London’s mayor is happy to talk tough about the Garden Bridge scandal when it costs him nothing – just don’t expect him to say anything about TfL and its accountability, writes Will Hurst
It is well over two years since London’s mayor, Sadiq Khan, criticised the Garden Bridge project on the grounds of transparency and promised that he would do things very differently than his predecessor Boris Johnson.
Speaking in May 2016, he said: ‘The early days of this project clearly fell short of our expectations on transparency. I am determined to run the most open and transparent administration London has ever seen. I will let the sunshine in.’
While Khan did eventually let a lot of sunshine in by appointing the veteran MP Margaret Hodge to investigate the Heatherwick-designed scheme’s procurement and value for money, he seems to have once again closed the metaphorical blinds.
Despite the estimated £46 million cost to the taxpayer and a steadily lengthening list of serious questions over the actions of the Garden Bridge Trust and the public body supposedly overseeing it Transport for London (TfL, which the mayor chairs), Khan seems only to wish the whole thing would go away.
Why else would he issue such a pitiful response to our latest story, which reveals that a QC has opined that the trustees of the Garden Bridge likely breached their legal duties to act with reasonable skill and care, particularly in relation to the signing of the construction contract?
It’s a simple fact that senior TfL officers attended board meetings of the Garden Bridge Trust and enabled the Trust’s fateful signing of the construction contract with Bouygues in 2016, in breach of conditions of the funding agreement intended to protect the public purse.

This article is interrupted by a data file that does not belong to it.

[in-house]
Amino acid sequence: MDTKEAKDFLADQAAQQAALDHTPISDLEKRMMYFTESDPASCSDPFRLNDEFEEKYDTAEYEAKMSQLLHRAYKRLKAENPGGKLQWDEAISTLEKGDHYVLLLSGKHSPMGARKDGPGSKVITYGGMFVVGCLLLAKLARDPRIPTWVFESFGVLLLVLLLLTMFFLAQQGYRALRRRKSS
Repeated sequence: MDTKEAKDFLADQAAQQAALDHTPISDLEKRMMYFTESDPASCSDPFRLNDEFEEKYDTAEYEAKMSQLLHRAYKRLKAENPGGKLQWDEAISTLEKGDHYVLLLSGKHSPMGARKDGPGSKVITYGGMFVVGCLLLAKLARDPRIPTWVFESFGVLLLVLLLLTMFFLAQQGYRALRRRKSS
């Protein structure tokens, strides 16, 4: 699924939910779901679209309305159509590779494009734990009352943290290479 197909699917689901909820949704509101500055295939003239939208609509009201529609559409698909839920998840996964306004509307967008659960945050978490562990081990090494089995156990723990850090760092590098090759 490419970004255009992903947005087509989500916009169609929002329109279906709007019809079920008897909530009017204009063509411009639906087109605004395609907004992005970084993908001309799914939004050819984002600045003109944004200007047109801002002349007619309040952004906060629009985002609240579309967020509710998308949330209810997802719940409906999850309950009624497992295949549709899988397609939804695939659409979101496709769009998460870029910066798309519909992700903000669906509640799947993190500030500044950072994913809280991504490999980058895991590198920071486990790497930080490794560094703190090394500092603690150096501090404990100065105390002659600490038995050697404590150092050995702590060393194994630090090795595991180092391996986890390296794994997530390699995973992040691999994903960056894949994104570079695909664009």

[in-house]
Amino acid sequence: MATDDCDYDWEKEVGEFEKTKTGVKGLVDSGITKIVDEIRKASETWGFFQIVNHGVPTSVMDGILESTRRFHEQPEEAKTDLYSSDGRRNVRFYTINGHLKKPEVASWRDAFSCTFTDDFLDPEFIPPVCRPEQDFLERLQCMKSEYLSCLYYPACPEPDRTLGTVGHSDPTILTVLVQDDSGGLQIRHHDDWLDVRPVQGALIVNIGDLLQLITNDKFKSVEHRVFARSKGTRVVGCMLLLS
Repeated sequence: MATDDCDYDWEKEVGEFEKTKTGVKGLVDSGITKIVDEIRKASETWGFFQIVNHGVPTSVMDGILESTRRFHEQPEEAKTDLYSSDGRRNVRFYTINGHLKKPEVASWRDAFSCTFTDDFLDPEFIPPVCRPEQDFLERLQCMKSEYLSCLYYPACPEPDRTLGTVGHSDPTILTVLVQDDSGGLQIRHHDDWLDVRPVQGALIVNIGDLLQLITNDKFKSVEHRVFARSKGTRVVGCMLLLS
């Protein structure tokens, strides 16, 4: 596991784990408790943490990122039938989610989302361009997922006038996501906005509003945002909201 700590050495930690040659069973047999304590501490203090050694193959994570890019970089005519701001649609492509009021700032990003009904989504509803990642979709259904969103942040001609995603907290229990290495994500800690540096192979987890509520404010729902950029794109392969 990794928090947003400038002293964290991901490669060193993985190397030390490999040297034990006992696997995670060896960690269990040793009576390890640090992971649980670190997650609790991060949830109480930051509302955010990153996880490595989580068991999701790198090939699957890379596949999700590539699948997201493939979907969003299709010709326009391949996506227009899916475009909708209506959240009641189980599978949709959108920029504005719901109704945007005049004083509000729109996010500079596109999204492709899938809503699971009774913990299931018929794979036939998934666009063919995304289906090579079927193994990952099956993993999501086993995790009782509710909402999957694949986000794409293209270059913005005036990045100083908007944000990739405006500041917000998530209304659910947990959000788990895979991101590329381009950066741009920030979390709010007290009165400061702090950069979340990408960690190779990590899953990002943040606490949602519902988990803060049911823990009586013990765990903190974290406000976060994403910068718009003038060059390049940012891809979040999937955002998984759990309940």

Khan chose to respond to the latest news with a canned answer
But, instead of addressing the very serious implications of Jason Coppel QC’s opinion for TfL and its leadership, Khan instead chose to respond to the latest news with a canned answer that simply repeated details of his own past role in limiting the extent of Garden Bridge spending.
Of course, the mayor is happy to talk tough about this slowly-unfolding scandal when it costs him nothing. Therefore, he demands ‘full transparency’ from the Trust as it winds up and is happy to back calls for a Parliamentary inquiry into the Garden Bridge when this is suggested by Labour colleagues.
Just don’t expect him to say anything about TfL and its accountability.
These days, the only time Khan does say something of substance about the Garden Bridge is when there’s the chance of getting this unholy mess off his desk.